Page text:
Two political Sects have arisen within the U. S. the one believing that the executive is the branch of our government which the most needs support; the other that like the analogous branch in the English Government, it is already too strong for the republican parts of the Constitution; and therefore in equivocal cases they incline to the legislative powers: the former of these are called federalists, sometimes aristocrats or monocrats, and sometimes tories, after the corresponding sect in the English Government of exactly the same definition: the latter are stiled republicans, whigs, jacobins, anarchists, disorganizers, etc. these terms are in familiar use with most persons."

Party strength in Congress


Many Congressmen were hard to classify in the first few years, but after 1796 there was less uncertainty.
Election year
House 1788
United States House election, 1789
The U.S. House elections, 1789 were the first elections for the United States House of Representatives in 1789, which coincided with the election of President George Washington. Some candidates were chosen in 1788, others in 1789. Dates and manners of elections were set by the states...

1790
United States House election, 1790
The U.S. House election, 1790 was an election for the United States House of Representatives in 1790 which occurred in the middle of President George Washington's first term...

1792
United States House election, 1792
The U.S. House election, 1792 was an election for the United States House of Representatives in 1792 which coincided with the re-election of President George Washington. While Washington ran for president as an independent, his followers formed the nation's first organized political party, the...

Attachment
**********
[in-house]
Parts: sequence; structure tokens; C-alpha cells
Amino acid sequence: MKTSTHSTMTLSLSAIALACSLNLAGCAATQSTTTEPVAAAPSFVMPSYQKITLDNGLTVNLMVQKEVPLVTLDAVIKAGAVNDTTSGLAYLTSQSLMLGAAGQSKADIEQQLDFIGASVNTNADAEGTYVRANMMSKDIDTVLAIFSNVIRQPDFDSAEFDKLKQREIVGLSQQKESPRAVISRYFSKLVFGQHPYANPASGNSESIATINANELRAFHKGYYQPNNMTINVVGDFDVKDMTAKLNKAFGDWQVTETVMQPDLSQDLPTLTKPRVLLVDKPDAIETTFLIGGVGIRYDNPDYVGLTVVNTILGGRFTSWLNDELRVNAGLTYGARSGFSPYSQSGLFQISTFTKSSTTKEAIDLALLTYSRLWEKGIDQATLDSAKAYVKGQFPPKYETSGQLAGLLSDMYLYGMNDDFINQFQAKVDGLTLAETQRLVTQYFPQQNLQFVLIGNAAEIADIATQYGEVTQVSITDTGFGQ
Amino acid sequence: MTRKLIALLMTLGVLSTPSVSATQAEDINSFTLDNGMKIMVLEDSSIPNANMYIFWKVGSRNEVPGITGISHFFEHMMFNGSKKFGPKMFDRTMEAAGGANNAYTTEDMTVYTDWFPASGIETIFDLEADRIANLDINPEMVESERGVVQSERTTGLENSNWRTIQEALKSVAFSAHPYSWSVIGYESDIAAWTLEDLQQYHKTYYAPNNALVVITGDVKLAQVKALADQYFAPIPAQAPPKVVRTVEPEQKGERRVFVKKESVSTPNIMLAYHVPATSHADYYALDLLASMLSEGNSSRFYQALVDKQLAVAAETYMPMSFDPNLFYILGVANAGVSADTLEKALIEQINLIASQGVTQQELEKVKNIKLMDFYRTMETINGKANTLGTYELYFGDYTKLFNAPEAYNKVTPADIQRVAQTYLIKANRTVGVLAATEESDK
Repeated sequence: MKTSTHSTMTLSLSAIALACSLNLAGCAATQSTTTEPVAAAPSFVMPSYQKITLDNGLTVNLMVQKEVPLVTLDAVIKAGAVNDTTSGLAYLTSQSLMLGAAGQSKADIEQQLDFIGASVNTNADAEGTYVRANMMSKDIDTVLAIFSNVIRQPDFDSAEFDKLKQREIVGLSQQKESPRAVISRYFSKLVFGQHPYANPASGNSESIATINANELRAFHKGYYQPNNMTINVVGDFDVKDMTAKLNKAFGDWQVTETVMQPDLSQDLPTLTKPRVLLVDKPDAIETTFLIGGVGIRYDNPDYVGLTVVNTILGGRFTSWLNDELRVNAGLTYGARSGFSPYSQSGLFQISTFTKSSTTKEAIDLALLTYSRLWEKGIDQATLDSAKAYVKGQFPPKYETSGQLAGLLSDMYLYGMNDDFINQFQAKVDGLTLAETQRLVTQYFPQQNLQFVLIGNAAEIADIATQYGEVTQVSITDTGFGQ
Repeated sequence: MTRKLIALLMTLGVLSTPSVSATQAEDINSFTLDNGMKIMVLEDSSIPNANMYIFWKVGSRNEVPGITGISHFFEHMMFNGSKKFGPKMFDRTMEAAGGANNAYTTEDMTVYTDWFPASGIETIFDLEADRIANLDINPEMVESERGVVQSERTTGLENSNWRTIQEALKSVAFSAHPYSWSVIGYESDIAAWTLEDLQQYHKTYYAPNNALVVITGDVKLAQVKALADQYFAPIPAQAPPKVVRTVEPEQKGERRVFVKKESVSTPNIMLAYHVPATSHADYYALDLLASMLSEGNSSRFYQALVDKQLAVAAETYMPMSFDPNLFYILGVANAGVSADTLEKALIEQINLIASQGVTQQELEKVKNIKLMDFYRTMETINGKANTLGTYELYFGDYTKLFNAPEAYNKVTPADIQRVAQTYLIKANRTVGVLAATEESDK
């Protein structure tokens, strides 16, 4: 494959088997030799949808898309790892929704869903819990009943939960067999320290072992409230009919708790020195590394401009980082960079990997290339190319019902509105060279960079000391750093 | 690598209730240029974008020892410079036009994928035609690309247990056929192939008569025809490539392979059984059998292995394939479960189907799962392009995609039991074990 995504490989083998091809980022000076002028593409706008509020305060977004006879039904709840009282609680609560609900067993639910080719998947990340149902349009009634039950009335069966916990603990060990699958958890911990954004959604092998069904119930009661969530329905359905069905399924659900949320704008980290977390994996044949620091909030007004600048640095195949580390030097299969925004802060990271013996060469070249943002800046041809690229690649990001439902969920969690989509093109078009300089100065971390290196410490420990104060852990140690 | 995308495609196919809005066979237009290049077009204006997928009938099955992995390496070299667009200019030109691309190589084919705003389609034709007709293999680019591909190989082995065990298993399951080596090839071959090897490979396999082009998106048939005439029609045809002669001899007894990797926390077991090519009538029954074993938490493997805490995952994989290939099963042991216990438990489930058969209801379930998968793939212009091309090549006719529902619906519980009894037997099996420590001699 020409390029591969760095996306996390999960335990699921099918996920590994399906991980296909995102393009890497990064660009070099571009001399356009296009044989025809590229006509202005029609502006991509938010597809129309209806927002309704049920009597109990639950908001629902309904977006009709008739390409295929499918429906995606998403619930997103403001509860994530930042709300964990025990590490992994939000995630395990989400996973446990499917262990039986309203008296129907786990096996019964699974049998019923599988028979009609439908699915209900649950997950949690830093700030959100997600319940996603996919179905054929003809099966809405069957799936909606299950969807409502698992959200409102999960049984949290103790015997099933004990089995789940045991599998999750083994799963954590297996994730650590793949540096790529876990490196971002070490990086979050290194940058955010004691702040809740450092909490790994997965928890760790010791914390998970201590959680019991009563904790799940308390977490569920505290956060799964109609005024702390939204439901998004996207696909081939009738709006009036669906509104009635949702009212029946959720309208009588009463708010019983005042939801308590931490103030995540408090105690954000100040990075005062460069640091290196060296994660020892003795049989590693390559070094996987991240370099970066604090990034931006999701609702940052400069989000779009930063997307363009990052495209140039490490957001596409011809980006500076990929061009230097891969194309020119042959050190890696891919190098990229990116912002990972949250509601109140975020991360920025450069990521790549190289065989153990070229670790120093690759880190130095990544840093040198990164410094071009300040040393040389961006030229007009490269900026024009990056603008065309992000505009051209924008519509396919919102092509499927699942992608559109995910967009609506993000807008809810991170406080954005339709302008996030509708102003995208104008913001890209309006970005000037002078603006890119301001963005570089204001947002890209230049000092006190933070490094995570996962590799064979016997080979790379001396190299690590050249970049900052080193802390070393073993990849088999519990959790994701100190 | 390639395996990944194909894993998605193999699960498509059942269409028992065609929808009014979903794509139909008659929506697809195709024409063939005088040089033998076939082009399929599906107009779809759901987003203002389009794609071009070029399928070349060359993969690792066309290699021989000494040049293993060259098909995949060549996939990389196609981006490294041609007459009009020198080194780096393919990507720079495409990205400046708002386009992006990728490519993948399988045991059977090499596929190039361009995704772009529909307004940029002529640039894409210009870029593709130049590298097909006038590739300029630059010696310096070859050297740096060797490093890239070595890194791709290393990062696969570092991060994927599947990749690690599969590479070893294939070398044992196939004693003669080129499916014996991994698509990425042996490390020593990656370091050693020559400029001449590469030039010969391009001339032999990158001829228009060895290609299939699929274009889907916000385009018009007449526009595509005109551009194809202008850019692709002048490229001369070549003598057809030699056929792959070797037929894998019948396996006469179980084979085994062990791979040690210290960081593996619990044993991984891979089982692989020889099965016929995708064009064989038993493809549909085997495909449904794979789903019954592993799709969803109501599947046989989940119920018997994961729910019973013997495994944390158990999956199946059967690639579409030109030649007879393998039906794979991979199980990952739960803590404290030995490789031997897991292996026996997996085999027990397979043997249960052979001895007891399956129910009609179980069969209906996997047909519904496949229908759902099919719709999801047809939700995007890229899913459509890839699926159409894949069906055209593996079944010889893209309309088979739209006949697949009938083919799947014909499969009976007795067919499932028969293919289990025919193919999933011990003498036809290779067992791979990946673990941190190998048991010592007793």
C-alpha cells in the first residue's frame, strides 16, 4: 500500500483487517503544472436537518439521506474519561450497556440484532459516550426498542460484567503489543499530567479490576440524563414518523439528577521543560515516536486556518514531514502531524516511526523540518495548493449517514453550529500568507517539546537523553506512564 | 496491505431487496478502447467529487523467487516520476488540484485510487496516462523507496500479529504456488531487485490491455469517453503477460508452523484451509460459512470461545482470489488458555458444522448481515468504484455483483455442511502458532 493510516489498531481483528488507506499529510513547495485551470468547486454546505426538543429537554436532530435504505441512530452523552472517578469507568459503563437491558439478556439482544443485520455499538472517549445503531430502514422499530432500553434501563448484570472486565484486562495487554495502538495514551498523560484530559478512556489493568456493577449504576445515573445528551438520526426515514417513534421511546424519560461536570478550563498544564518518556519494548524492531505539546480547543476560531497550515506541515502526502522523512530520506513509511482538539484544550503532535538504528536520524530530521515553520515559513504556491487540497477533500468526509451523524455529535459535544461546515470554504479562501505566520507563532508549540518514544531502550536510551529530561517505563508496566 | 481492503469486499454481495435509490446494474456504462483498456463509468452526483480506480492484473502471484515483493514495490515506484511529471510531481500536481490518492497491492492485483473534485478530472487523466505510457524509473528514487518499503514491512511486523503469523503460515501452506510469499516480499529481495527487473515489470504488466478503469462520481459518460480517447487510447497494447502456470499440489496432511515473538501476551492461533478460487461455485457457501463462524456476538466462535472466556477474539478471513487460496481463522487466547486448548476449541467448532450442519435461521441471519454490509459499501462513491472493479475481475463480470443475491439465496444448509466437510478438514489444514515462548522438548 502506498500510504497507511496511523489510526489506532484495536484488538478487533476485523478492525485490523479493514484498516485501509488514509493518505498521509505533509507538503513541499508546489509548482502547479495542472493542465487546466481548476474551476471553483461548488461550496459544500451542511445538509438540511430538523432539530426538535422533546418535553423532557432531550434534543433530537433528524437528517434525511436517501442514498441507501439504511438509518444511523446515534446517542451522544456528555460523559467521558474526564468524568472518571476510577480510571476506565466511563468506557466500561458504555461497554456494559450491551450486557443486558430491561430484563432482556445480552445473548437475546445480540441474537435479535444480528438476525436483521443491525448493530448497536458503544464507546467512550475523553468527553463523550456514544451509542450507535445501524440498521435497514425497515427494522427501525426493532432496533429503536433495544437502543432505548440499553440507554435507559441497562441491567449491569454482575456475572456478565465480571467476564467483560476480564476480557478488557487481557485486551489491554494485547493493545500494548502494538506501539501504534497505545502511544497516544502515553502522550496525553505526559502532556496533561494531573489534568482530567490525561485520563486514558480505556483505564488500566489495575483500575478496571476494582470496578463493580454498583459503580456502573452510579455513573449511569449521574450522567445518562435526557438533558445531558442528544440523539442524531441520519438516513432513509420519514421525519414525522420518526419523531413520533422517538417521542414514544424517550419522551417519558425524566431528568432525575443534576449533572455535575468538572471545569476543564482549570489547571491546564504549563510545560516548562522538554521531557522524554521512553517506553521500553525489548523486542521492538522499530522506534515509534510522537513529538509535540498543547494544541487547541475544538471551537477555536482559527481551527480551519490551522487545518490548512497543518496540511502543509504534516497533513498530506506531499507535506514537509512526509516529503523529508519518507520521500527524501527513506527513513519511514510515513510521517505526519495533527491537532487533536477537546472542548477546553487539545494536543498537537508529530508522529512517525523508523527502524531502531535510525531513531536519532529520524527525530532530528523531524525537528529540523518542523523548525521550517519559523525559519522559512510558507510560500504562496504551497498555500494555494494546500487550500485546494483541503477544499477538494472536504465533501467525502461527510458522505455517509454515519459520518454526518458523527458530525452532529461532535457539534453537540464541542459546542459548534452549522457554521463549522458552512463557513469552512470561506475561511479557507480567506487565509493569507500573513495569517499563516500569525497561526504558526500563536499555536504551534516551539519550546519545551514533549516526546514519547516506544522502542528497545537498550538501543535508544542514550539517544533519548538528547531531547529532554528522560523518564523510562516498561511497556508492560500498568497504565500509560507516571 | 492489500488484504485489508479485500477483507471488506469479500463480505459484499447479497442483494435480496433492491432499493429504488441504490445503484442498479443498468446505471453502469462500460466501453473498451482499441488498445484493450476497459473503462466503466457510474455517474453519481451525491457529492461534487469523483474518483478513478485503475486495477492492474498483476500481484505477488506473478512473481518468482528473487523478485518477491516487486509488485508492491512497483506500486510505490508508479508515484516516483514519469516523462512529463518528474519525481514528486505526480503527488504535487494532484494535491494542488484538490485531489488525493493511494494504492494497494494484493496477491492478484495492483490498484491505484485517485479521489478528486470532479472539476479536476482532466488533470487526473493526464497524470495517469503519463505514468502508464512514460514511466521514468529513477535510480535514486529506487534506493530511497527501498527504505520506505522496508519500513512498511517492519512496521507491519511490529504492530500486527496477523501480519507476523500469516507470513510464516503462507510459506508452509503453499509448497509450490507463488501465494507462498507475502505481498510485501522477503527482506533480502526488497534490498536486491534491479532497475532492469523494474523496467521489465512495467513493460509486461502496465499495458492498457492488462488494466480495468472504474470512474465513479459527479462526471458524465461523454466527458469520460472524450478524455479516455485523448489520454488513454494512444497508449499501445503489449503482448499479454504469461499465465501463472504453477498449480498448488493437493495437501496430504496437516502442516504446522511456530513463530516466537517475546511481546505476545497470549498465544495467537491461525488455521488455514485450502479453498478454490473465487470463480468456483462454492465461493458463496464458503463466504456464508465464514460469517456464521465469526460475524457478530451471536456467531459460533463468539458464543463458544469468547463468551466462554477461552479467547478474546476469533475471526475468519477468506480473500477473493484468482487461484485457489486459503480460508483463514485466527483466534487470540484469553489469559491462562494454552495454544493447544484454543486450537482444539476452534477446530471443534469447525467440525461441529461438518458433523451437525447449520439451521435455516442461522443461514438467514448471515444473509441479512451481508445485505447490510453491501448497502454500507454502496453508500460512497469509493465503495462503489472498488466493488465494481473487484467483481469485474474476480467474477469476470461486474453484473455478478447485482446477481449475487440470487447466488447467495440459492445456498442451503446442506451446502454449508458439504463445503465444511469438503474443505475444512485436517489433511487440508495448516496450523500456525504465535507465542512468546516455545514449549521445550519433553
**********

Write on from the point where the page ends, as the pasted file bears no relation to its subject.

1794
United States House election, 1794
The U.S. House election, 1794 was an election for the United States House of Representatives to the Fourth United States Congress during President George Washington's second term. Voting in the various states took place between August 1794 and September 1795 . Congress was convened on December 7,...

1796
United States House election, 1796
The U.S. House election, 1796 was an election for the United States House of Representatives to the Fifth United States Congress. Voting in the various states took place between August 1796 and October 1797 . The first session was convened on May 15, 1797 at the proclamation of the new President...

1798
United States House election, 1798
Elections to the United States House of Representatives took place in 1798 and 1799. Voting in the various states for Representatives in the Sixth United States Congress took place at times ranging from April 1798 in New York to August 1799 in Tennessee, even after the legal begin of the Congress...

1800
United States House election, 1800
Elections to the United States House of Representatives were held in 1800, concurrently with the 1800 presidential election, in which Vice President Thomas Jefferson, a Democratic Republican, defeated incumbent President John Adams, a Federalist....

1802
United States House election, 1802
The U.S. House election, 1802 was an election to the United States House of Representatives for the Eighth United States Congress. Voting in the various states took place between April 1802 and December 1803 with the Congress, convened by a proclamation of President Jefferson, meeting on October...

1804
United States House election, 1804